“This safety assessment evaluates all the ingredients used in the products, and they are all safe. Normally no cosmetics are put on the European market if they are dangerous, and the conclusions from the study you are quoting are, at the very least, exaggerated,” said Anne Dux, from the French Association of Cosmetics Professionals, (FEBEA).
In any case there are endocrine disruptors in most cosmetics. Everyone agrees on that. The controversy comes over the amount used.
The industry says it is tiny. But others say it does not make them any less dangerous.
“The amount defines whether it’s a poison, that’s not the case any more for these disruptors. It’s been demonstrated that with a smaller amount, the effect was sometimes more negative than higher quantities,” said Pierre Souvet.
Anne Dux insisted: “The German Safety Agency brought together scientists and experts from different sides of the world very recently – and experts concluded that there was currently no scientific evidence that this phenomenon existed.
“In other words, it’s an exaggerated phenomenon, that no-one is sure actually exists.”
No rules for childrens’ cosmetics
As strange as it might seem, there are no specific rules covering the use of chemical ingredients contained in childrens’ cosmetics.
But the industry insists it already addresses this, by limiting the number of substances for example.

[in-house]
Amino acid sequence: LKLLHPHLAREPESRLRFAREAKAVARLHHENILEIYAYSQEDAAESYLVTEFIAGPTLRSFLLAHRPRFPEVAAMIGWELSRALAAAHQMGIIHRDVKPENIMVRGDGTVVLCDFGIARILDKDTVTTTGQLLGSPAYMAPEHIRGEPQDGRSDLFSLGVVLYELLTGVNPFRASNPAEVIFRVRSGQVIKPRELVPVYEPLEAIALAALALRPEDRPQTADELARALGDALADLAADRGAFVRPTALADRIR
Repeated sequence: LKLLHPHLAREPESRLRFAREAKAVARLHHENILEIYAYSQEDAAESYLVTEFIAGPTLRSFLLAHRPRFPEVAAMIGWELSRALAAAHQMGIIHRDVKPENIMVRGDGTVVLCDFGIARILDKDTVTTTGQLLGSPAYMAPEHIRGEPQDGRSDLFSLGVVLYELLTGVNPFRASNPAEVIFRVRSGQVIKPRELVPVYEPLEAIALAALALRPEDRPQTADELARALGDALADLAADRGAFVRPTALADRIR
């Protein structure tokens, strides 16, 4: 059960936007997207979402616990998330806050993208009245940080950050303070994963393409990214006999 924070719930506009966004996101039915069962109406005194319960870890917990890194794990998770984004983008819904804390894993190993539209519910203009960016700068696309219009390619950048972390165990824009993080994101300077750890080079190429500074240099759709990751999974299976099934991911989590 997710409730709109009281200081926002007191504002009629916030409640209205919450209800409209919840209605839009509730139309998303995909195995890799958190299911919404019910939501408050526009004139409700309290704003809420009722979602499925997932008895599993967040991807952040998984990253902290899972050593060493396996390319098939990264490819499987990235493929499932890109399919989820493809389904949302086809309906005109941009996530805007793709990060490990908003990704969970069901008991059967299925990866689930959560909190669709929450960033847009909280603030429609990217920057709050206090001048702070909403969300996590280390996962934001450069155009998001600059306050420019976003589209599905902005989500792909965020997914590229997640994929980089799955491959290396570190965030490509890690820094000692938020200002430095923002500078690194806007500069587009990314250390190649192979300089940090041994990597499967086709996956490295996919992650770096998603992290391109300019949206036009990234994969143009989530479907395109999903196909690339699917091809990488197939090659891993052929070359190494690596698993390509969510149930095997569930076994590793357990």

“The skin of a baby, in terms of permeability, which in terms of how molecules pass through the skin, behaves exactly like the skin of an adult,” said Anne Dux.
“After a few weeks of life, very very quickly, there is no difference between a baby’s skin and the skin of an adult.”
Chemist Gaelle Landry said: “Scientifically, this is wrong. The little ones have more fragile skin, it is thinner. So if it is thinner, the molecules will pass through more easily.
“Then it is more fragile because it’s not as protected as adults. Adults secrete sebum, sweat, toddlers sweat very little. So they do not have the sebum or sweat. They have a hydrolipidic film, which is not completely protective.”
Natural versus chemicals
So why don’t manufacturers replace chemicals with natural materials?
Some say it’s because they do not want to change their process; others say it’s because chemicals are very effective.
But it seems that there are alternatives.
After a career in the chemical industry, Celine Couteau became a mum and launched a range of natural cosmetics for babies.
Typical nappies contain 80 percent plastic. But she has some that are 100 percent natural.
“We assume that today natural materials are as good as a material derived from petrochemicals,” explained Couteau, Co-Founder of Love and Green
“It delivers exactly the same efficiency, the same care results, the same cleaning qualities as a petrochemical molecule.
“You can achieve exactly the same efficiency results and performance with a natural product as a product derived from petrochemicals. “
The European Commission has given its definition of endocrine disruptors, describing them as substances that have adverse effects on human health, which act on the hormonal system – and the link between them is proven.
But it’s not enough for the consumer associations, who also want more debate over industry lobbying and animal testing.
### Live updates from our Insiders team